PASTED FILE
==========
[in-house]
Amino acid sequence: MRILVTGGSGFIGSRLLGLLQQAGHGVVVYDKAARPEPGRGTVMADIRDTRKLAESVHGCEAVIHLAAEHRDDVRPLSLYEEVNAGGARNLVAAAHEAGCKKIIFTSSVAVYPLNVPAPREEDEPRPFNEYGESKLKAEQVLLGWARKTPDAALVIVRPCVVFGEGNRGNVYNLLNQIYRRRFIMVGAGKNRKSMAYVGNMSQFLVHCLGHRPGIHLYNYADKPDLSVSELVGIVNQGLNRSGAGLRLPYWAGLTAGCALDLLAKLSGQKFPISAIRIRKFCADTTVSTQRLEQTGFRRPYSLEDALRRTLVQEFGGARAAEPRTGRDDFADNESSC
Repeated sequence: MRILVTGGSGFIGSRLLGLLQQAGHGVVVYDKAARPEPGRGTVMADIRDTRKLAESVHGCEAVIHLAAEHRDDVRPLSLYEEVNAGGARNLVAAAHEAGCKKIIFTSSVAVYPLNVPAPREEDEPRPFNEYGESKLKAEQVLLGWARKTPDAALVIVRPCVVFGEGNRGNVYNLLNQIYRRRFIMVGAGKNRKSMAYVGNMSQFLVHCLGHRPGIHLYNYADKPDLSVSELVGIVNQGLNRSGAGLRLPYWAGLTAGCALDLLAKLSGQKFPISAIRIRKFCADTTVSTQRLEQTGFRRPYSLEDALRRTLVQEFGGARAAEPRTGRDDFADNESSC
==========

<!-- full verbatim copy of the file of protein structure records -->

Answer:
[in-house]
Amino acid sequence: MRILVTGGSGFIGSRLLGLLQQAGHGVVVYDKAARPEPGRGTVMADIRDTRKLAESVHGCEAVIHLAAEHRDDVRPLSLYEEVNAGGARNLVAAAHEAGCKKIIFTSSVAVYPLNVPAPREEDEPRPFNEYGESKLKAEQVLLGWARKTPDAALVIVRPCVVFGEGNRGNVYNLLNQIYRRRFIMVGAGKNRKSMAYVGNMSQFLVHCLGHRPGIHLYNYADKPDLSVSELVGIVNQGLNRSGAGLRLPYWAGLTAGCALDLLAKLSGQKFPISAIRIRKFCADTTVSTQRLEQTGFRRPYSLEDALRRTLVQEFGGARAAEPRTGRDDFADNESSC
Repeated sequence: MRILVTGGSGFIGSRLLGLLQQAGHGVVVYDKAARPEPGRGTVMADIRDTRKLAESVHGCEAVIHLAAEHRDDVRPLSLYEEVNAGGARNLVAAAHEAGCKKIIFTSSVAVYPLNVPAPREEDEPRPFNEYGESKLKAEQVLLGWARKTPDAALVIVRPCVVFGEGNRGNVYNLLNQIYRRRFIMVGAGKNRKSMAYVGNMSQFLVHCLGHRPGIHLYNYADKPDLSVSELVGIVNQGLNRSGAGLRLPYWAGLTAGCALDLLAKLSGQKFPISAIRIRKFCADTTVSTQRLEQTGFRRPYSLEDALRRTLVQEFGGARAAEPRTGRDDFADNESSC